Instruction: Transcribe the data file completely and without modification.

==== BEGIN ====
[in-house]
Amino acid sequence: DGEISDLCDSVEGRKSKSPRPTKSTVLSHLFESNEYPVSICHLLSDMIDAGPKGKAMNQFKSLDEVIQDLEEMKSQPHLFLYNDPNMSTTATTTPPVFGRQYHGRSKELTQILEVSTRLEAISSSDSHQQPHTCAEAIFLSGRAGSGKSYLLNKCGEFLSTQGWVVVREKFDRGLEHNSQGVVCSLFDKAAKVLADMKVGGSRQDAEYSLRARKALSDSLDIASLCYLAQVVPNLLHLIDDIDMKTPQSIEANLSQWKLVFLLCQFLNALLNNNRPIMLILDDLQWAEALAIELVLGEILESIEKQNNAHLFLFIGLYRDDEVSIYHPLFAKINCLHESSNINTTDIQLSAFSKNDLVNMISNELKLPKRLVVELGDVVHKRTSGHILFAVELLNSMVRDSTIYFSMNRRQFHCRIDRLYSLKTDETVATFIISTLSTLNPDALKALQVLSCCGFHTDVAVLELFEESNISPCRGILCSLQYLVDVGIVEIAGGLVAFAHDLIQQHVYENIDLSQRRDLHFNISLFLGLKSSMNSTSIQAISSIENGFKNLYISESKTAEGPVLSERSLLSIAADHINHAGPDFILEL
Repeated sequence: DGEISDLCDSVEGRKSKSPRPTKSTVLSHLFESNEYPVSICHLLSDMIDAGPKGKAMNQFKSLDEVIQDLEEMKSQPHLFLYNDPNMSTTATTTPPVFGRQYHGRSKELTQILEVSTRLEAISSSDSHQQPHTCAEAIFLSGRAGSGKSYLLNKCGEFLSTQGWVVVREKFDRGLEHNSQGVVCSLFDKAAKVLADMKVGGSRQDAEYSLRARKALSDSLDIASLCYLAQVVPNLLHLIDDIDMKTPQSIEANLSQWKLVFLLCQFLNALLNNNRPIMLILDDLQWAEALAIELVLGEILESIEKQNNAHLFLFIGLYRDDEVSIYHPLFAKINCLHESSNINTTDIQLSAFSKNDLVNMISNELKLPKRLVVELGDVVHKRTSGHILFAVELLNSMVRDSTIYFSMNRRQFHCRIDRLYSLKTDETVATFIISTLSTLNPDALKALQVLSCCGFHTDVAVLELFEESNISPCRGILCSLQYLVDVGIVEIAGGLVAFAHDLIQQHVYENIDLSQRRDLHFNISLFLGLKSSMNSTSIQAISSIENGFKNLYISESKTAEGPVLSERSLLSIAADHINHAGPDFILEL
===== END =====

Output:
[in-house]
Amino acid sequence: DGEISDLCDSVEGRKSKSPRPTKSTVLSHLFESNEYPVSICHLLSDMIDAGPKGKAMNQFKSLDEVIQDLEEMKSQPHLFLYNDPNMSTTATTTPPVFGRQYHGRSKELTQILEVSTRLEAISSSDSHQQPHTCAEAIFLSGRAGSGKSYLLNKCGEFLSTQGWVVVREKFDRGLEHNSQGVVCSLFDKAAKVLADMKVGGSRQDAEYSLRARKALSDSLDIASLCYLAQVVPNLLHLIDDIDMKTPQSIEANLSQWKLVFLLCQFLNALLNNNRPIMLILDDLQWAEALAIELVLGEILESIEKQNNAHLFLFIGLYRDDEVSIYHPLFAKINCLHESSNINTTDIQLSAFSKNDLVNMISNELKLPKRLVVELGDVVHKRTSGHILFAVELLNSMVRDSTIYFSMNRRQFHCRIDRLYSLKTDETVATFIISTLSTLNPDALKALQVLSCCGFHTDVAVLELFEESNISPCRGILCSLQYLVDVGIVEIAGGLVAFAHDLIQQHVYENIDLSQRRDLHFNISLFLGLKSSMNSTSIQAISSIENGFKNLYISESKTAEGPVLSERSLLSIAADHINHAGPDFILEL
Repeated sequence: DGEISDLCDSVEGRKSKSPRPTKSTVLSHLFESNEYPVSICHLLSDMIDAGPKGKAMNQFKSLDEVIQDLEEMKSQPHLFLYNDPNMSTTATTTPPVFGRQYHGRSKELTQILEVSTRLEAISSSDSHQQPHTCAEAIFLSGRAGSGKSYLLNKCGEFLSTQGWVVVREKFDRGLEHNSQGVVCSLFDKAAKVLADMKVGGSRQDAEYSLRARKALSDSLDIASLCYLAQVVPNLLHLIDDIDMKTPQSIEANLSQWKLVFLLCQFLNALLNNNRPIMLILDDLQWAEALAIELVLGEILESIEKQNNAHLFLFIGLYRDDEVSIYHPLFAKINCLHESSNINTTDIQLSAFSKNDLVNMISNELKLPKRLVVELGDVVHKRTSGHILFAVELLNSMVRDSTIYFSMNRRQFHCRIDRLYSLKTDETVATFIISTLSTLNPDALKALQVLSCCGFHTDVAVLELFEESNISPCRGILCSLQYLVDVGIVEIAGGLVAFAHDLIQQHVYENIDLSQRRDLHFNISLFLGLKSSMNSTSIQAISSIENGFKNLYISESKTAEGPVLSERSLLSIAADHINHAGPDFILEL